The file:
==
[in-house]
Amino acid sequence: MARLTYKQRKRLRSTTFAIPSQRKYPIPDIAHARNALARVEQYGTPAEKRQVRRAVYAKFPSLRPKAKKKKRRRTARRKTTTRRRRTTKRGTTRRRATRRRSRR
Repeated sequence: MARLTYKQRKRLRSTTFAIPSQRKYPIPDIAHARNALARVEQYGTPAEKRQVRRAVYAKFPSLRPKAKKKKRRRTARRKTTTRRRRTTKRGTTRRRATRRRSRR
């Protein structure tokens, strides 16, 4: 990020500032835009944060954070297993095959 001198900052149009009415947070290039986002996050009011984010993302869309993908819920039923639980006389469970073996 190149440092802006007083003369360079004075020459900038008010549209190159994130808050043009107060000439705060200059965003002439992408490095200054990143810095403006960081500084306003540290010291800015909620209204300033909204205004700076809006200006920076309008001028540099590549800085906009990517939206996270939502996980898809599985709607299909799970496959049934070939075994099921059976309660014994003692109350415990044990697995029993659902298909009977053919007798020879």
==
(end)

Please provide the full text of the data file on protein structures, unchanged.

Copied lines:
[in-house]
Amino acid sequence: MARLTYKQRKRLRSTTFAIPSQRKYPIPDIAHARNALARVEQYGTPAEKRQVRRAVYAKFPSLRPKAKKKKRRRTARRKTTTRRRRTTKRGTTRRRATRRRSRR
Repeated sequence: MARLTYKQRKRLRSTTFAIPSQRKYPIPDIAHARNALARVEQYGTPAEKRQVRRAVYAKFPSLRPKAKKKKRRRTARRKTTTRRRRTTKRGTTRRRATRRRSRR
């Protein structure tokens, strides 16, 4: 990020500032835009944060954070297993095959 001198900052149009009415947070290039986002996050009011984010993302869309993908819920039923639980006389469970073996 190149440092802006007083003369360079004075020459900038008010549209190159994130808050043009107060000439705060200059965003002439992408490095200054990143810095403006960081500084306003540290010291800015909620209204300033909204205004700076809006200006920076309008001028540099590549800085906009990517939206996270939502996980898809599985709607299909799970496959049934070939075994099921059976309660014994003692109350415990044990697995029993659902298909009977053919007798020879």